COCOMO: Co-evolution of Control and Morphologies

The COCOMO project takes on the difficult challenge of automatically co-designing robotic bodies and brains, through the use of biology-inspired methods.


About the project

The project investigates how different types of control systems, building instructions, and building blocks affect the process of co-designing robotic bodies (morphologies) and brains (controllers). While parts of the EPEC project used real-world robots, the core methods of the COCOMO project are computer simulations of virtual robots. This allows us to investigate a much wider range of components in the design process. We also investigate the use of different types of algorithms to promote an exploratory search for new body-brain combinations, such as open-ended algorithms and quality-diversity approaches.


Exploiting Stepping Stones to Evolve Efficient Robot Morphologies

Crafting robots by hand can be both difficult and time consuming. While it is possible to manually design and control robots that work in predictable environments such as factories, the task becomes daunting when the robot is introduced to the diverse conditions that exist in the real world. We want to investigate how both the morphology and controller of a robot can be evolved automatically to tackle diverse environmental conditions. Although technology has not yet reached the point where a simulated robot can be automatically or easily manufactured and put to work in the real world, we would like to take a step towards making this possible. Our main research aim is to explore how efficient robot morphologies can be created automatically, and how robots can adapt to environments they face. We will also investigate how robots evolved in simulation can be applied in the real world, and whether adaptation to diverse environmental conditions in simulation can aid the robots in adapting to conditions faced in the real world.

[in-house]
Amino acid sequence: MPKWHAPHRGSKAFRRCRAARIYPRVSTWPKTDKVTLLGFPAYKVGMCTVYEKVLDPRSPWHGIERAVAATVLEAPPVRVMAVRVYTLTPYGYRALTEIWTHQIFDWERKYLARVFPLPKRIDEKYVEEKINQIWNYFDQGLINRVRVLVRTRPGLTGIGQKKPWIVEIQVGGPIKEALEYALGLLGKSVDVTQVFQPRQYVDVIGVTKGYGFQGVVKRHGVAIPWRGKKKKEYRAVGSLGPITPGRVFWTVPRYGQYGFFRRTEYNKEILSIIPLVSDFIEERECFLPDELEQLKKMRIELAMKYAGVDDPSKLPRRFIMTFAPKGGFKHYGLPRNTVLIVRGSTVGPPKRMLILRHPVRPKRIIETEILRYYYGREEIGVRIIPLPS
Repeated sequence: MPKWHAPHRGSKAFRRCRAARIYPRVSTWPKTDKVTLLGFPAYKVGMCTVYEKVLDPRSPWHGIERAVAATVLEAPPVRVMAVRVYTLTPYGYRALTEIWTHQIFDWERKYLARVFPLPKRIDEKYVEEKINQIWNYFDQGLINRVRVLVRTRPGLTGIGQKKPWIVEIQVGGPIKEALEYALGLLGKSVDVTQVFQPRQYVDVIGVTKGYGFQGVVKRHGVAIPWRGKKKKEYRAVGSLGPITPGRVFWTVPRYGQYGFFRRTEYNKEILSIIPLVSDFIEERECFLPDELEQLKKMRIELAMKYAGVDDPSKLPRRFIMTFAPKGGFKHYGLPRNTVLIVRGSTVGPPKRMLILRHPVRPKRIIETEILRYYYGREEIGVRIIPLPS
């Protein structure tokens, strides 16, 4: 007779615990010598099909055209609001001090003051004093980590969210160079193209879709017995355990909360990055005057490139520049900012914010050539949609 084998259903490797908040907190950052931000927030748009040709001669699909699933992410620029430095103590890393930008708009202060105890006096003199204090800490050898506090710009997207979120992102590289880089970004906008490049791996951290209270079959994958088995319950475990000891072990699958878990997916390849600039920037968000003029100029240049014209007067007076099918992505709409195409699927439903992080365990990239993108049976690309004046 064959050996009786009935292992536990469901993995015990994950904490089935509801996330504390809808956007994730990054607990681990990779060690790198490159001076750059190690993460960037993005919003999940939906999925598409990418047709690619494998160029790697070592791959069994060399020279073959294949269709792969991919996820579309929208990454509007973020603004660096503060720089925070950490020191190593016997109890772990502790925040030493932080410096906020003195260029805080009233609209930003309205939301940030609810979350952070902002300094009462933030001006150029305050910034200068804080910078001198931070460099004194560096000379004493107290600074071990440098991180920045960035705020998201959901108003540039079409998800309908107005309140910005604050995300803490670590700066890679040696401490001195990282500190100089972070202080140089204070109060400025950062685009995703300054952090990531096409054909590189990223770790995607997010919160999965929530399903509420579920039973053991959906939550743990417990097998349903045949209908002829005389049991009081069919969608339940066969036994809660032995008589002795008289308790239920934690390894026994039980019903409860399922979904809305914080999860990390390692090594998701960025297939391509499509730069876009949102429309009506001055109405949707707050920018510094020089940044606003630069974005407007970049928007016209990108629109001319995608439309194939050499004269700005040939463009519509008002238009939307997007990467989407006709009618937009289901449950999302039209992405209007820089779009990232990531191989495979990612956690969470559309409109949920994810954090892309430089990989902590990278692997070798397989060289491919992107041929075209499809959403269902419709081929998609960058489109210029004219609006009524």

Bio-inspired building blocks for robot design

In this sub-project, we investigate how different building blocks can be used to compose a robotic system. This concerns the components that constitute the robotic body, such as a range of modules with different capabilities, the types of controllers they can use, and how control is communicated across the different body parts. We also study different types of building instructions, called generative encodings, which can help generate more complex robot shapes.

Software outputs

Robotics, Evolution and Modularity (REM) 2D simulation framework

Selected publications

"Centralized and Decentralized Control in Modular Robots and Their Effect on Morphology"
by Mia-Katrin Kvalsund, Kyrre Glette, and Frank Veenstra.
To appear in ALIFE 2022.

Co-optimising Robot Morphology and Controller in a Simulated Open-Ended Environment
by Emma Hjellbrekke Stensby, Kai Olav Ellefsen, and Kyrre Glette.
In Applications of Evolutionary Computation. EvoApplications 2021, vol. 12694 of Lecture Notes in Computer Science, 2021, pp. 34-39. Details. Download: PDF.

MAP-Elites enables Powerful Stepping Stones and Diversity for Modular Robotics
by Jørgen Nordmoen, Frank Veenstra, Kai Olav Ellefsen, and Kyrre Glette.
Frontiers in Robotics and AI, vol. 8, 2021, Frontiers.

“How Different Encodings Affect Performance and Diversification when Evolving the Morphology and Control of 2D Virtual Creatures”
by Frank Veenstra and Kyrre Glette.
In Artificial Life Conference Proceedings, 2020, pp. 592-601, MIT Press.
Details. Download: PDF.

Published Jan. 29, 2022 6:33 PM - Last modified June 3, 2022 11:37 AM